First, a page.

Data Summary of Municipal Solid Waste Management Alternatives, Volume 3: Appendix A--Mass Burn Technologies

One of 23 reports in the series: Data Summary of Municipal Solid Waste Management Alternatives available on this site.

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Description

This appendix on Mass Burn Technologies is the first in a series designed to identify, describe and assess the suitability of several currently or potentially available generic technologies for the management of municipal solid waste (MSW). These appendices, which cover eight core thermoconversion, bioconversion and recycling technologies, reflect public domain information gathered from many sources. Representative sources include: professional journal articles, conference proceedings, selected municipality solid waste management plans and subscription technology data bases. The information presented is intended to serve as background information that will facilitate the preparation of the technoeconomic and life cycle mass, energy and environmental analyses ... continued below

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Pages: (140 p)

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SRI International October 1992.

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Description

This appendix on Mass Burn Technologies is the first in a series designed to identify, describe and assess the suitability of several currently or potentially available generic technologies for the management of municipal solid waste (MSW). These appendices, which cover eight core thermoconversion, bioconversion and recycling technologies, reflect public domain information gathered from many sources. Representative sources include: professional journal articles, conference proceedings, selected municipality solid waste management plans and subscription technology data bases. The information presented is intended to serve as background information that will facilitate the preparation of the technoeconomic and life cycle mass, energy and environmental analyses that are being developed for each of the technologies. Mass burn has been and continues to be the predominant technology in Europe for the management of MSW. In the United States, the majority of the existing waste-to-energy projects utilize this technology and nearly 90 percent of all currently planned facilities have selected mass burn systems. Mass burning generally refers to the direct feeding and combustion of municipal solid waste in a furnace without any significant waste preprocessing. The only materials typically removed from the waste stream prior to combustion are large bulky objects and potentially hazardous or undesirable wastes. The technology has evolved over the last 100 or so years from simple incineration to the most highly developed and commercially proven process available for both reducing the volume of MSW and for recovering energy in the forms of steam and electricity. In general, mass burn plants are considered to operate reliably with high availability.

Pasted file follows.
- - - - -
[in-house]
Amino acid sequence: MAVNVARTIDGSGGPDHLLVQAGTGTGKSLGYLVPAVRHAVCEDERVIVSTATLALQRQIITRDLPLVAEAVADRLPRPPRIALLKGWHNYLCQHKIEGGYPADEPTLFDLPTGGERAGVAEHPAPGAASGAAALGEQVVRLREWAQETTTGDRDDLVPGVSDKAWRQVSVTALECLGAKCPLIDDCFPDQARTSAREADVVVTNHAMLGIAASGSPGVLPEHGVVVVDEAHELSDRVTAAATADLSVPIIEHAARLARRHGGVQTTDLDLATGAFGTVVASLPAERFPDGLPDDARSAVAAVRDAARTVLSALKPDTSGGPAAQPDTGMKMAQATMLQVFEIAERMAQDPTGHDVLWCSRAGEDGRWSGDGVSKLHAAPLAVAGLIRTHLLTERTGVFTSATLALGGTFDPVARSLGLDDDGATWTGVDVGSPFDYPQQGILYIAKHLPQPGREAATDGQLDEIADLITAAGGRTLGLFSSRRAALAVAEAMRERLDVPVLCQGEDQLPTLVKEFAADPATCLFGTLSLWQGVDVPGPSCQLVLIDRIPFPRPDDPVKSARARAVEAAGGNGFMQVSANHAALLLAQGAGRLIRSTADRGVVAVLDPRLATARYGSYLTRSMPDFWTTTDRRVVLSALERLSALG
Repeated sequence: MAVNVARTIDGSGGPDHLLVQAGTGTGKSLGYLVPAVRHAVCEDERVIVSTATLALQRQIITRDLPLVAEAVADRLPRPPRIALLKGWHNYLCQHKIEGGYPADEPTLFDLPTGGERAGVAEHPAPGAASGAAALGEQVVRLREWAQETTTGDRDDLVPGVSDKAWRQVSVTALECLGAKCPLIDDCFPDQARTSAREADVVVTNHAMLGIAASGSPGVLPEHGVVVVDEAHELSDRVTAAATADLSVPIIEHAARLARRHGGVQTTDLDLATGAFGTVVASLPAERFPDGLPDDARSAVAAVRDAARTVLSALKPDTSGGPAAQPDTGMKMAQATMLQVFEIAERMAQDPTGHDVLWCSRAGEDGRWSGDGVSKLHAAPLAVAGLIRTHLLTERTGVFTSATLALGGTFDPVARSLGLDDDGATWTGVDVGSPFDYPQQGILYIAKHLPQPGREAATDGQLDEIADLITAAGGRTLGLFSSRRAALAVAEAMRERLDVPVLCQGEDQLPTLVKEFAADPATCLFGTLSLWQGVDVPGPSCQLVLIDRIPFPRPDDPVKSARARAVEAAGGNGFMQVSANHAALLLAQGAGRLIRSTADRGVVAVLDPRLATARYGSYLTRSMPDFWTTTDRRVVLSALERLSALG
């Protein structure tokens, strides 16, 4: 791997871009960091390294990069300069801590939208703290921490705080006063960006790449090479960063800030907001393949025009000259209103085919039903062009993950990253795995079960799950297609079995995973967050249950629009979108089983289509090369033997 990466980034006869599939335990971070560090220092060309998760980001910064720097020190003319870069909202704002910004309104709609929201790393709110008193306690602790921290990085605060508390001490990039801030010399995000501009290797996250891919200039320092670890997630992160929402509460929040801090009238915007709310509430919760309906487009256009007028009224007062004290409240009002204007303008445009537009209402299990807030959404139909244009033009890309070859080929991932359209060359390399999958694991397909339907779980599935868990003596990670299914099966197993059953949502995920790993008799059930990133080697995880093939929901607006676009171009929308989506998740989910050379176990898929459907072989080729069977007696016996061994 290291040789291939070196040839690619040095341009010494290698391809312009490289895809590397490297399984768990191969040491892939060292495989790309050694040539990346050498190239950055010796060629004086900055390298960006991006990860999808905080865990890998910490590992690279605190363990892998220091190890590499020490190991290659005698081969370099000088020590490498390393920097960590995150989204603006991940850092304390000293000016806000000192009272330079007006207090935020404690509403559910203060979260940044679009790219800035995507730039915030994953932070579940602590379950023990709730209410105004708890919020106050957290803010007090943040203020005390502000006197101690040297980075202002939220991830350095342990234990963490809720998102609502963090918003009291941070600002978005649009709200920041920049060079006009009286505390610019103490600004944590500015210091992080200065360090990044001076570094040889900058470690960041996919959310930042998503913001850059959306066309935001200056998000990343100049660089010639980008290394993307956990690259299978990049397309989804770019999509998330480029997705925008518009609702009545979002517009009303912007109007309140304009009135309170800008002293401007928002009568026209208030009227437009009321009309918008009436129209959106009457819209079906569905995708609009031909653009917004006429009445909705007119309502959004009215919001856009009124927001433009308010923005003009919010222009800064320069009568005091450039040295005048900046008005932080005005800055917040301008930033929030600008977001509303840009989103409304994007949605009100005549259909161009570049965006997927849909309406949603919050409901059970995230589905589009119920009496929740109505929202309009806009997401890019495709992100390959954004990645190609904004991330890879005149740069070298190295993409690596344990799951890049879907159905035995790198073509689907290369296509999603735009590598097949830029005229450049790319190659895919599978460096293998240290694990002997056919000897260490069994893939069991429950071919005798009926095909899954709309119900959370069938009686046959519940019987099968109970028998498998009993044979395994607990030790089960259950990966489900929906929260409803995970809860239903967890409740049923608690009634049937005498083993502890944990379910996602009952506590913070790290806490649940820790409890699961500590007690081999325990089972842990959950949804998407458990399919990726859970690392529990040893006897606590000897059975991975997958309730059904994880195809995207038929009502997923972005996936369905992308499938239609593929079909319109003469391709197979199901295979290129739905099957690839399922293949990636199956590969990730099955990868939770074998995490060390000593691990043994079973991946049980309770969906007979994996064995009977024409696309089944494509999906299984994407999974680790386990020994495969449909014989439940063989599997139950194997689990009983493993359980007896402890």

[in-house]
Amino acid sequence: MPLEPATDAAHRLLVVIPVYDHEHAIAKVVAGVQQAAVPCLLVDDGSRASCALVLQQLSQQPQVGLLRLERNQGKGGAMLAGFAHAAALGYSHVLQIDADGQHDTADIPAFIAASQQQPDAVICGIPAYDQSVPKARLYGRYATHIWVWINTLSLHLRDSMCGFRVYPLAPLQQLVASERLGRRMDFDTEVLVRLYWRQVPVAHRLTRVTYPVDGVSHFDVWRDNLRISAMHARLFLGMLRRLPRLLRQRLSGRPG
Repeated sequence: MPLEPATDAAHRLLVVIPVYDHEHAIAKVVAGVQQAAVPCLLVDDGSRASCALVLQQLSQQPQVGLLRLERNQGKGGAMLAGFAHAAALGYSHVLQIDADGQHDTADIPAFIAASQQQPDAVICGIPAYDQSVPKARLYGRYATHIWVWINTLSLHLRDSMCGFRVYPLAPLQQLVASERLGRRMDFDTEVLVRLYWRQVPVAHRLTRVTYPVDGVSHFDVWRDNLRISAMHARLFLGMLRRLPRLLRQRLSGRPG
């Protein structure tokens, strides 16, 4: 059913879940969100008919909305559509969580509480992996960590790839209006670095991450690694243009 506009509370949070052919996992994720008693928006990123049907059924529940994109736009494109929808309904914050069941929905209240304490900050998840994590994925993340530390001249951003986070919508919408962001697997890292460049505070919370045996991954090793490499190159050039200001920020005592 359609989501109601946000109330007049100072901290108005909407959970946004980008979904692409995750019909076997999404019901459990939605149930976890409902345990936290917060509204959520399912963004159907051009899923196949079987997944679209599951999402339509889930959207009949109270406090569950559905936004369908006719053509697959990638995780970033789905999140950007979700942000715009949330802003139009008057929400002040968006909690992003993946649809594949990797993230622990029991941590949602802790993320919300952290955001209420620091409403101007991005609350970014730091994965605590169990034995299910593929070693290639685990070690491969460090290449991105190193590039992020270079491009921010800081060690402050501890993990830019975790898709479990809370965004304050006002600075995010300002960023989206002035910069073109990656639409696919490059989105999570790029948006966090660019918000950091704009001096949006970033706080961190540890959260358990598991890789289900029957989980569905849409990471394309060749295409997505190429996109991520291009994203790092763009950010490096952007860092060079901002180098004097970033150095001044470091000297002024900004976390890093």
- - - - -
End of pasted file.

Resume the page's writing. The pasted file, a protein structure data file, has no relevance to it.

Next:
Physical Description

Pages: (140 p)

Notes

OSTI; NTIS; GPO Dep.

"This report, Data Summary of Municipal Solid Waste Management Alternatives, comprises 12 separately bound volumes. Volume I contains the report text. Volume II contains supporting exhibits. Volumes III through X are appendices, each addressing a specific MSW management technology. Volumes XI and XII contain project bibliographies."

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  • Other: DE93008312
  • Report No.: NREL/TP-431-4988C
  • Grant Number: AC02-83CH10093
  • DOI: 10.2172/6673080 | External Link
  • Office of Scientific & Technical Information Report Number: 6673080
  • Archival Resource Key: ark:/67531/metadc1200237

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  • October 1992

Added to The UNT Digital Library

  • July 3, 2018, 8:14 a.m.

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  • Nov. 28, 2018, 1:33 p.m.

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SRI International. Data Summary of Municipal Solid Waste Management Alternatives, Volume 3: Appendix A--Mass Burn Technologies, report, October 1992; Golden, Colorado. (https://digital.library.unt.edu/ark:/67531/metadc1200237/: accessed March 20, 2019), University of North Texas Libraries, Digital Library, https://digital.library.unt.edu; crediting UNT Libraries Government Documents Department.